Thursday, 27 March 2014

An honest review from a skeptical mind.: The New Skeleton Hinge Jig From Trend

Ok, so I've sat here for twenty minutes, trying to think of a whitty and amusing introduction to this article, but I can't and so I'll simply just Dive-in!

I've been using trend products for as long I've been woodworking, pretty much, I try to buy the best quality bits of kit, that I can afford, and was introduced to Trend by a neighbor who was a carpenter.

I've bought a few of their jigs, some cutters, and routers. If you've seen any of my router videos on YouTube, you will no doubt have seen many of their products in use.

I'm normally, if perfectly honest, "buy-in" to many internet reviews. With comments and thoughts like "just say it's great so they send you more stuff", or "well of course you're going to say it's great, you're being paid to".


We've all had these thoughts, so let me lay the cards on the table from the start: I'm not being paid by trend, nor any other company. If the item is rubbish, or can be improved on I'll say it. Why say it's good to "get more stuff, presumably that will be similar quality. 

Lastly, and possibly more importantly, I already use trend products, and have done for a long time now. 


I found the jig very easy to set-up, the instructions are detailed, without being over-complicated, with the important and salient points marked for emphasis. along with the instruction book, all trend products come with a warranty card to fill out and post back. If you have a couple of minutes, you can also fill out the information at the trend website, it's simply a case of setting up and giving the details of the product, along with the serial number if it has one.

Being a Two-piece jig, its important to get the parts connected in the same orientation, the 2 red arrows make it quick and easy to see it's correct, without really even needing to think too much about it. Also the knurled locking knob has three equally spaced holes around the circumference which are sized to take a standard 1/4" hex driver fit to allow it to be "cranked up tight".



Supporting the door whilst machining is very important, I use a combination of the modern and the old skool methods, The trend door stand, and a cut-down piece of 4X2 and a wedge. The Jig can then be secured to the edge of the door using the 4 awls that come with the kit. I was a bit nervous using these as two of the doors were hardwood and pre-glazed, but with the sharp points, they went in, and came out fine with no problems or broken glass.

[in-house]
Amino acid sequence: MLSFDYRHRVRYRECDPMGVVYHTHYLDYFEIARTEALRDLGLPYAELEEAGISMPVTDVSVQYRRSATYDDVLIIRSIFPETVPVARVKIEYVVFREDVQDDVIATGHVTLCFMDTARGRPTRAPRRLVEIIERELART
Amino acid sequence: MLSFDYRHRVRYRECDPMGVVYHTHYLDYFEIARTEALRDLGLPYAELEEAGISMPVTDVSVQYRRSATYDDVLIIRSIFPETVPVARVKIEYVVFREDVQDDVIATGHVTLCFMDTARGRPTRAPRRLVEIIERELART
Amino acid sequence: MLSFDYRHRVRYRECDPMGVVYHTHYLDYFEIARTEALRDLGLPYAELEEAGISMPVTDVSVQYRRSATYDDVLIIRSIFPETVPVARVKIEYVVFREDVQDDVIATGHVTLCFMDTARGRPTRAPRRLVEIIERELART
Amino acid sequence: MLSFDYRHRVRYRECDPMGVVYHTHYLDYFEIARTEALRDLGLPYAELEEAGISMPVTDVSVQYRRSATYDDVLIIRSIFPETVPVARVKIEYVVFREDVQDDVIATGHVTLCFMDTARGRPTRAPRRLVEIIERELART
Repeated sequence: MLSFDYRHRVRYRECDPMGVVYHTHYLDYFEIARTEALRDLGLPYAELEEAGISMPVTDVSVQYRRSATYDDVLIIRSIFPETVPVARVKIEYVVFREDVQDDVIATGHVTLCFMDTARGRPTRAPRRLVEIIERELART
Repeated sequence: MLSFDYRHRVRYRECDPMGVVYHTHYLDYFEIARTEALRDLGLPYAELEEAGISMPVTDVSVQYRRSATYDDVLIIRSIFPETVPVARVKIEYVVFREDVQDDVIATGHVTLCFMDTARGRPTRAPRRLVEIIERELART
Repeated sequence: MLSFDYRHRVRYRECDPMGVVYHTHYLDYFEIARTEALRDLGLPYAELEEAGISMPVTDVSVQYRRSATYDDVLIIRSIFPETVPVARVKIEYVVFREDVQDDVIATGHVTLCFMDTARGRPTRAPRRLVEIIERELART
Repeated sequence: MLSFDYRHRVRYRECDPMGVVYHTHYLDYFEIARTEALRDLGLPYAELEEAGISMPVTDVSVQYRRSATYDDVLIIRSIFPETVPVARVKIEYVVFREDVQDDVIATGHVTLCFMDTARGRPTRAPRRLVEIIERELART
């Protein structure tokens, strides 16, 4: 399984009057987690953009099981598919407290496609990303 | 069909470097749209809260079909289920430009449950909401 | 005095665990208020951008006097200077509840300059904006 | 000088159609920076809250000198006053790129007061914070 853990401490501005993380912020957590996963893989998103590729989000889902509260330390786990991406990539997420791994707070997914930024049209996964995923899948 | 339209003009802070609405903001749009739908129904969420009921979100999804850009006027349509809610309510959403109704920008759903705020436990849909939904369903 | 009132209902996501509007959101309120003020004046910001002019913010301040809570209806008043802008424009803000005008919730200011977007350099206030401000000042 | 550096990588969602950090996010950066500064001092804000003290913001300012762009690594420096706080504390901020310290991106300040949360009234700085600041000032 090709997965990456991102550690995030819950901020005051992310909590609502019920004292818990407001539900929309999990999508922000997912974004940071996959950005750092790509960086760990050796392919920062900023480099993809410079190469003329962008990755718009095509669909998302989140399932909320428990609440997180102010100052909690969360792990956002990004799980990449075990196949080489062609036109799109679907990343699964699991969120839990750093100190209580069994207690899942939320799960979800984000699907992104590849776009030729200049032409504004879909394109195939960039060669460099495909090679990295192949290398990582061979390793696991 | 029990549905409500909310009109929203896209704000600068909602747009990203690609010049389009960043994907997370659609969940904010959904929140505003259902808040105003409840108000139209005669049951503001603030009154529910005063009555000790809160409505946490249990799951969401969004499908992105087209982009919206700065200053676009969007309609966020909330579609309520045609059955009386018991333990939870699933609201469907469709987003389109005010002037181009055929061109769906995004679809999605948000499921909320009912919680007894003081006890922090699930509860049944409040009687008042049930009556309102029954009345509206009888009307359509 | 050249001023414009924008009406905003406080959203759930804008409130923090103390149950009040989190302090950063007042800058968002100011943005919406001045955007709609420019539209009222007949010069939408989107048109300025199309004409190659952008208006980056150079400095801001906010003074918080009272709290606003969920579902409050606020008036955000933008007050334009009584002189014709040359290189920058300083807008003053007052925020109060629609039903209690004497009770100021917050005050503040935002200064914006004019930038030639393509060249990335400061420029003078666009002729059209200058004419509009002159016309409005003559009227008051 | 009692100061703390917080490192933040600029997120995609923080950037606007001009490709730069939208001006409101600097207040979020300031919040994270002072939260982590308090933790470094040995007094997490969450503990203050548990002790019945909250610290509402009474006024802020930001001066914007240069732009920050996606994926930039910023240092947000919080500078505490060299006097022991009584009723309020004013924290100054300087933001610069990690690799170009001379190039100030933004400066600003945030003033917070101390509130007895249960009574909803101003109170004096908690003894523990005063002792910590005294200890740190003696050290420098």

Setting the hinge apertures is a doddle! The blocks are moulded with a 2mm horn in all corners, so you just fit the hinge in and slide up the blocks, no need to measure anything, as the guide bush offset is all taken care of, the radius of the 16mm guide bush means it doesn't effect the path as you route out the mortises. setting the width of the hing leaves is much the same, you use the hinge and move the round stops upto it. I did the end two first, positioned the jig to the door, then fixed it and moved all the intermediate stops to it. super simple.



Everything you need comes in the bag, apart from the cutter. A long reach 12mm is needed as the jig is quite high. It's basically a standard 12mm X 19.1mm cutter head, but on a longer shank, these are available from the stockists, and from the pro/craftsman/trade range of trend cutters. that's silver, green and black - I got the cheap one ;-) I've since seen some stockists offering a free cutter with kit as well. I wouldn't be surprised if trend follow this in the next round of offers. (which are usually well worth keeping an eye on, I bought the DC400 dovetail centre in 2010, and they had an offer of the full cutter and accessory set thrown in!).

 If like me, you have the T4 router rather than the T5, you need a slightly different setup on the guide bush. This is because the tolerances for the base and the plunge columns is not as tight as on the T5, and other routers. You can either get the T$ specific guide bush, same price as all guide bushes, or use a uni-base, or GB/5 sub base. I fortunately already had the GB/5, for an old Ryobi router, had I not, I'm not sure which route I would have taken, probably the guide bush, but the sub bases are worth a look if you have non-trend routers, as you can then use the guide bushes and other accessories.


Once the door has been routed, you simply turn the jig over and mount it to the frame. JUST MAKE SURE YOU LINE IT UP ON THE TOP OF THE DOOR!! if not you'll be swearing!

In conclusion, it's a very expensive, but well thought out and versatile jig. if you hang a lot, or are likely to hang a lot of doors, then this will very quickly pay it's way, and speed up the process no end. particularly if you charge per door to hang! I especially like the fact that you can use any existing hinge points on the frame to mark out for the hinge points on the door.

It's well made, and sturdy.

If you're still wanting a little more, you should check out my YouTube video, it's a little long, but I also talk a bit about the background of the job i did to test the jig, and a couple of alternate products too.




The trend Skeleton Hinge Jig, along with many other great Trend products is available from a great many high street tool shops, for local stockists, see the trend website: http://www.trend-uk.com/en/UK/stockist/stockist_list.php If you'er not from the UK, then simply change the country and currency settings on their website, at change the settings to your own country


Don't forget to check back soon for a review of the New Trend adjustable trade lock jig, In all better and more versatile than the older metal version.